Joint Committee on The Draft Communications Bill Minutes of Evidence


Further memorandum submitted by BSkyB


  The Television without Frontiers ("TWF") Directive[29] requires Member States to ensure "where practicable" that broadcasters reserve for European works "a majority proportion of their transmission time, excluding the time appointed to news, sports events, games, advertising, teletext services and teleshopping" to be achieved progressively. Statistical reports must be supplied to the European Commission by Member States every two years on the proportions achieved and reasons for any failure to reach the majority quotas.

  The ITC acts as the collection agency for this information for UK licensed cable and satellite channels and passes the details to the Department for Culture, Media and Sport, which is responsible for implementing the policy. The figures for the most recent year reported by DCMS to the European Commission[30] for Sky channels are attached.

  The great majority of Europe's public service broadcasters and mainstream commercial channels that enjoy scarce, universally available frequencies provide a majority of EU content. [31]National governments make it a condition of receiving those funds and frequencies that high domestic content levels are maintained. It would be odd if BBC, ITV, Channel 4 and Channel 5 did not provide this given the direct and indirect subsidies and other privileges they have been granted in return for specific content requirements.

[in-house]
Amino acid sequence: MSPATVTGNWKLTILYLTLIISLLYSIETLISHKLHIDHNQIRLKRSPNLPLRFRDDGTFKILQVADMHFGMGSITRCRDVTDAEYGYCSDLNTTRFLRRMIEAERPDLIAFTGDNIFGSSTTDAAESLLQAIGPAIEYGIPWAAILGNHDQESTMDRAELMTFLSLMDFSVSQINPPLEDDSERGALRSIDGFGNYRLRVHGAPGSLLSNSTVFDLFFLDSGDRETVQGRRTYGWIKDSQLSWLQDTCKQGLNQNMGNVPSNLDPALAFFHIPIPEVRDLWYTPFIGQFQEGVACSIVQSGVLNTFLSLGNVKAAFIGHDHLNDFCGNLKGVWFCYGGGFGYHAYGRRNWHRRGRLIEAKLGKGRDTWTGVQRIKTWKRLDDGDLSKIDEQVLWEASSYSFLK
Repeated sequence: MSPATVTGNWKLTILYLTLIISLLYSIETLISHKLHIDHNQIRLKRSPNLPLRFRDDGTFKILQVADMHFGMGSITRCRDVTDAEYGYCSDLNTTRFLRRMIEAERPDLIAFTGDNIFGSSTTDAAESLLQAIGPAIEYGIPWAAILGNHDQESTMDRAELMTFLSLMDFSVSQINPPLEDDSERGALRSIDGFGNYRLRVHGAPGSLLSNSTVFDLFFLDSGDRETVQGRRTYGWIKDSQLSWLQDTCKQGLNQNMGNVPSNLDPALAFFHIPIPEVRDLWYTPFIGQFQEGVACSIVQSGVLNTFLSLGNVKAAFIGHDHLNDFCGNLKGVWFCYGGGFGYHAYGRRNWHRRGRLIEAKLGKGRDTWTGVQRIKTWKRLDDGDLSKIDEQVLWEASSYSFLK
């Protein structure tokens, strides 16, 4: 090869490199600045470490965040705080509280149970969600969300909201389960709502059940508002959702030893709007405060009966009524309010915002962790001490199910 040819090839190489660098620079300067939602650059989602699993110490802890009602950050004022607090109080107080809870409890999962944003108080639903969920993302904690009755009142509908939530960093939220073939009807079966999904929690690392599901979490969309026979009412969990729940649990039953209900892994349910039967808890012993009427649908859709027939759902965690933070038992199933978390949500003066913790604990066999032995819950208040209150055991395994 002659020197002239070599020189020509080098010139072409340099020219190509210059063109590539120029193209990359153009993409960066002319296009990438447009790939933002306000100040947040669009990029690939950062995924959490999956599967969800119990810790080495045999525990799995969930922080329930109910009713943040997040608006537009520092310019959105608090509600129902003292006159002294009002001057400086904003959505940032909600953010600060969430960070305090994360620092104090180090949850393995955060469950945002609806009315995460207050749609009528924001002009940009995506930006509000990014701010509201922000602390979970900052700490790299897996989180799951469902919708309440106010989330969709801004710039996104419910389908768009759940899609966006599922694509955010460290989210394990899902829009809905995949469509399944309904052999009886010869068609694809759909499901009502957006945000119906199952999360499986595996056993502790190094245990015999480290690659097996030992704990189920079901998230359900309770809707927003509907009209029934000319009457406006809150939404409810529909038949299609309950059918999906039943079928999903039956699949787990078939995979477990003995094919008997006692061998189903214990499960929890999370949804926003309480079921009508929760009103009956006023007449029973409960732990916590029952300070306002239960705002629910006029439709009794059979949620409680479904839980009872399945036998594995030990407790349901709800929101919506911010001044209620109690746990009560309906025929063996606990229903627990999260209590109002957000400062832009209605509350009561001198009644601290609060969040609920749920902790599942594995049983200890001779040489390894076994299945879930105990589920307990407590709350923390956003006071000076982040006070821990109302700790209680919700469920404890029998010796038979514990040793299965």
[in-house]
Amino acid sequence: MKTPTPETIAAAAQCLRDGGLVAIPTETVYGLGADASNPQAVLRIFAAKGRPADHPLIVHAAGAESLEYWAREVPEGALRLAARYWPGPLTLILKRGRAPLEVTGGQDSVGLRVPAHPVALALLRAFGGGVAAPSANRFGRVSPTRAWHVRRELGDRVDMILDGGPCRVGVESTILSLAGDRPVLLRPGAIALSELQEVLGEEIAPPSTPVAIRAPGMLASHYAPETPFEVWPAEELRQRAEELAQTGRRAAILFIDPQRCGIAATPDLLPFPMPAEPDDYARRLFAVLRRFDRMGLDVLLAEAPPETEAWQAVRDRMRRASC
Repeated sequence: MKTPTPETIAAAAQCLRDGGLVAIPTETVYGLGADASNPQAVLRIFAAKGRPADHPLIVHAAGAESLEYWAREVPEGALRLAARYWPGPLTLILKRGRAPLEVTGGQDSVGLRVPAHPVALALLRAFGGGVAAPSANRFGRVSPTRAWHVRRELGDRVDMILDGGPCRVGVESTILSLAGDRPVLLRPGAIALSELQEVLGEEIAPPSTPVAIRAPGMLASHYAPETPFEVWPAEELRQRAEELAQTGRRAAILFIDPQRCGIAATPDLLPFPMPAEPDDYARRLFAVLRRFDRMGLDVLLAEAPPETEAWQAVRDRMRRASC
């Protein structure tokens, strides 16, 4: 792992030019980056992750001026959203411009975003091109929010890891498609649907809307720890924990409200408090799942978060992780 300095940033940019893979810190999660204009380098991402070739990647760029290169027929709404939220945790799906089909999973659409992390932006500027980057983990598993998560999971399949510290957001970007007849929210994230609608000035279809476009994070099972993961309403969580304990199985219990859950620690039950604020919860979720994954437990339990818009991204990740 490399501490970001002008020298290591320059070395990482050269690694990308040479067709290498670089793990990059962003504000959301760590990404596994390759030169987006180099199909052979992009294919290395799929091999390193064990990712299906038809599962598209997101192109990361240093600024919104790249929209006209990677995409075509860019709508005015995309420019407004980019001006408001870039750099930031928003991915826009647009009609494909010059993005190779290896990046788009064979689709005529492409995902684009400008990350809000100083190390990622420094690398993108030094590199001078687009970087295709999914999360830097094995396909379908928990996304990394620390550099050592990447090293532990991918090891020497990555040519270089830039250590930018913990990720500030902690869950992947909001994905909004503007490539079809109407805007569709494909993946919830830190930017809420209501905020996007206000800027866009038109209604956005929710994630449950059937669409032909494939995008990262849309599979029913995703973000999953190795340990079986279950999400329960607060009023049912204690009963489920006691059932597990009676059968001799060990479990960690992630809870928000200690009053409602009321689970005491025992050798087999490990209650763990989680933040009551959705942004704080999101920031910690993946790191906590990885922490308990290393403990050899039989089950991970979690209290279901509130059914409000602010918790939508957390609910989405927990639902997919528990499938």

In contrast, entirely private sector commercial channels—including the vast majority of services on the digital satellite and cable platforms in the UK—enjoy no special privileges. They receive no guaranteed licence fee income, subsidy or special protection, or automatic access to homes, and exist purely on the basis of consumer demand. Their choice of programme content is based on many factors including overall programming budgets, audience size, potential revenue streams (from advertising, sponsorship, subscription and carriage fees etc), availability and cost of talent, availability and cost of acquired programming, competitive conditions, and the nature of each service.

  Over the years, Sky has invested hundreds of millions of pounds in creating thousands of hours of original UK content. However, most of this has not counted as "European" content under the TWF Directive, given the exclusion of news and sports events from the definition of EU content. So a low-budget soap counts towards EU quotas—but coverage of the Kosovan crisis (for which Sky won the RTS News Channel of the Year award), or an EU summit, does not. Similarly, a cheap chat show counts as European content under TWF—but Sky Sports' commitments not just to high profile sporting events, but to coverage of grass roots events and minority sports as well, do not.

  Sky One's commitments to original content have grown significantly over the years. In the most recent year reported by DCMS to the European Commission, [32]34 per cent of Sky One's content comprised European works. This is a positive achievement given the channel's audience share of less than 2 per cent of UK television viewing (around one-fifth of Channel 4's and one-fifteenth of ITV's audience share in the year).

  As a proportion of Sky One's programming budget, the cost of commissioned first run programming is even higher than the EC quota figure. In 2000-01 approximately 50 per cent of the channel's budget was spent on first run original UK commissioned programming. The vast majority of the spend on commissioned first run programming is also with EC producers independent of Sky (eg the multi-award winning Dream Team, commissioned from Hewland International).

  Sky One's initiatives underscore the fact that new, private sector channels have added significantly to the overall levels of investment in, and volume of, EU content available to viewers in recent years.